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In a First Past The Post electoral system, has anyone ever created or significantly supported a political party they profoundly disagree with in order to split the opposition vote?

Additional background: this question about history was born out of some musings about current politics in the United Kingdom. Suppose hypothetically that the outcome of Brexit all came down to anti-Brexit MPs winning a general election. Suppose also that someone extremely rich wanted to swing the outcome against Brexit as much as they possibly could. One hypothetical possibility is that instead of supporting an anti-Brexit party, they could actually found a new, pro-Brexit party standing in all 650 seats. Let us call this party the "Moderate Right". Suppose it supports a moderately soft Brexit but otherwise has policies very similar to the incumbent Conservative party, and policies as different as it can from all parties in the Remain Alliance. Then, possibly, it may split the pro-right wing and pro-Brexit vote between the Conservatives, Brexit Party, and Moderate Right, paving the way for a Remain Alliance victory in a First Past the Post electoral system.

Has something of this nature ever been attempted at some point in history anywhere in the world?

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    What would it cost to set up a party in 650 seats? I suspect that the same amount of resources devoted to a media campaign would split the vote more effectively. I'd even suspect that such a media campaign would be an essential pre-requisite to the strategy you suggest. Furthermore I suggest that it would be impossible to distinguish this strategy from coopting a sincere but underfunded existing party (q.v the Bush/Gore election or the Scottish Referendum). I think the question is interesting but unanswerable. (I'd be happy to be wrong). – Mark C. Wallace Aug 26 '19 at 10:43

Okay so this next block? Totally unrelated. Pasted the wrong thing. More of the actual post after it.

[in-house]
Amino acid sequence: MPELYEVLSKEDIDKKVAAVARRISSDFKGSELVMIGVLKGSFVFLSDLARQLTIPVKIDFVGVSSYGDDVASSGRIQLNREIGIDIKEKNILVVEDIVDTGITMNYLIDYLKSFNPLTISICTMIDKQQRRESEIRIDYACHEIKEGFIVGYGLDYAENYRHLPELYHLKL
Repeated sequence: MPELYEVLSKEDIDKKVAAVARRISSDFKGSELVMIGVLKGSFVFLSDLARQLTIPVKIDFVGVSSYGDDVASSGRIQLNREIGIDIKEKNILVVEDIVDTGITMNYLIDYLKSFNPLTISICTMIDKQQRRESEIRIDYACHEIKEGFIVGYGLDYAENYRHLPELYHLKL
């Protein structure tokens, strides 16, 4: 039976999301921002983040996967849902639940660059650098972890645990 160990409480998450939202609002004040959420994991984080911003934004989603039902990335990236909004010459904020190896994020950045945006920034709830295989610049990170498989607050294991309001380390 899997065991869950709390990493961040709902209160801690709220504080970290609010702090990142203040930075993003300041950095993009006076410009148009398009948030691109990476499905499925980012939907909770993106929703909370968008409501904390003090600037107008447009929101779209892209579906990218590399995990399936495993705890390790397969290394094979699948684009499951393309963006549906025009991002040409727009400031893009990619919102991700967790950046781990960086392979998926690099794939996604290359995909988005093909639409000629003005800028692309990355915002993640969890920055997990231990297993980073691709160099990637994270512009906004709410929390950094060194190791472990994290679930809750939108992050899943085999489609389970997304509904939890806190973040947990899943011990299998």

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    @PieterGeerkens - is that worth an answer? How could you distinguish between a true false flag movement and covert sponsorship of a sincere movement? (An interesting question that bridges the line between politics and history). Personally when I see the words "conspiracy" or "globalist", my skeptic filters engage, and my requirements for evidence (quality and quantity) ratchet upwards. – Mark C. Wallace Aug 26 '19 at 11:13
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    @MarkC.Wallace To stand as an MP in the UK requires a deposit of £500 when submitting the nomination papers. That is returned if the candidate receives over 5% of the total votes cast in the constituency (the figure was much lower in the past). Registering the party costs just £150. It would thus cost at least £325,150 to have a party with a candidate in every seat in the UK. Of course, as you suggest, the costs of campaigning would be significantly higher. – sempaiscuba Aug 26 '19 at 11:19
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    I estimate that the costs of running an effective political false flag operation will be at least 10x the listed registration costs. To effectively split the vote, you're going to need not just to register, but to create an organization in each riding/constituency. I wonder if there is a way to estimate how much of the constituency you'd need to sway? (That would be an interesting question for politics or project management, but is a hypothetical, not appropriate for History). I will submit that an effort of that size would generate historical records. – Mark C. Wallace Aug 26 '19 at 11:39

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